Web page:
When asked what their greatest challenges were in selecting their smart upgrades, 38% of participants said “Educating myself about available options,” while 37% said it was “Finding the right products/technology.” Interestingly, only 11% said their greatest challenge was “Finding the right professionals/installers.”
How Much Did Consumer Say They Spent on Their Entertainment Project
For those opting to stick with non-smart devices, Houzz asked them to describe the barriers to adopting smart devices. The top three responses are enlightening: “Just not interested” (37%); “Too expensive/pricey” (31%); and “Concerns about privacy” (23%). Reason #3 caught our attention – as our industry plunges headlong into the world of IoT, privacy is likely to become a significant challenge for consumers.
How much did study participants say they spent on their smart entertainment renovations? The largest group (34%) said they spent $501-$1,5000. This was followed by 28% who said they spent between $1,501-$2,500 on their project. Finally, 21% said they spent $5,001 and more on their smart entertainment project. These numbers seem quite low to us, at least in the realm of the CEDIA custom integration channel.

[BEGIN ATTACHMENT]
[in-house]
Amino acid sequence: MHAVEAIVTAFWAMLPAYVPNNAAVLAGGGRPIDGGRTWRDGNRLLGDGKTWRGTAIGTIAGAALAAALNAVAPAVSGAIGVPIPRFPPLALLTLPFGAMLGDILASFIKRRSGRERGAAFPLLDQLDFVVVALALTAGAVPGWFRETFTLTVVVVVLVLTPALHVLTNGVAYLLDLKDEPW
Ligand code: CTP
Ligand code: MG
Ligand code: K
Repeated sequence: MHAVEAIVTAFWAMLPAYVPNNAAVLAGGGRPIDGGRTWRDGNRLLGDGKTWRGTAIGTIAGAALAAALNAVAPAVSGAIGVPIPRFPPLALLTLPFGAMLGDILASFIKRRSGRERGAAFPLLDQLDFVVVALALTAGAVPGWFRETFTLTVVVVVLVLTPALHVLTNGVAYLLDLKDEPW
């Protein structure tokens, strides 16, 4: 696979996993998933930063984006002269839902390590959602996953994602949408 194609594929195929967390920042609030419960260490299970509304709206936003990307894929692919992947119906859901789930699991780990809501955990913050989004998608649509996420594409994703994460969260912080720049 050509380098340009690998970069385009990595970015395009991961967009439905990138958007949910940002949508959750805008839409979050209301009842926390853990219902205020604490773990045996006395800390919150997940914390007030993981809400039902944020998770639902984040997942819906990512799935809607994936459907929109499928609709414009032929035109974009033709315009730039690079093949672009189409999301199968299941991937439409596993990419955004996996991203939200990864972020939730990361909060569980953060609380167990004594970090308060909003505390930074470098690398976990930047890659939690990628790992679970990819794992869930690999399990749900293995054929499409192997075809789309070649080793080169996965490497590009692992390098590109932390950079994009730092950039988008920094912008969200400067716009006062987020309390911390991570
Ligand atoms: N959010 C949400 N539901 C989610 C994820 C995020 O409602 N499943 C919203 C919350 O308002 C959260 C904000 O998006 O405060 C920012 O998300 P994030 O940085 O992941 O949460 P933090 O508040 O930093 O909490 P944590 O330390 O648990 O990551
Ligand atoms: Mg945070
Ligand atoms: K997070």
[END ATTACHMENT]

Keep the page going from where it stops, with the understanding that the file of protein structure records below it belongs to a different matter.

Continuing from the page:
Take a Guess on Which Product Segment has the Highest DIY Component
Finally, Houzz concluded that of all of the categories they studied, entertainment rated the lowest in terms of percentage of homeowners who hire professional installers for their projects. For example, 92% of the survey participants said they turn to a professional installer for motorized (“automatic” in the study) window blinds and shades. And 62% use a professional installer for a lighting project installation. But only 38% said they turn to a professional installer for a smart TV installation, which was the largest category in the smart entertainment category.
The slide that Houzz used to show this for the entertainment category was titled, “Greater DIY in Entertainment Installation.” Indeed…
CEDIA members are invited to download a copy of the Houzz study at: info.houzz.com/SmartHomeTrends.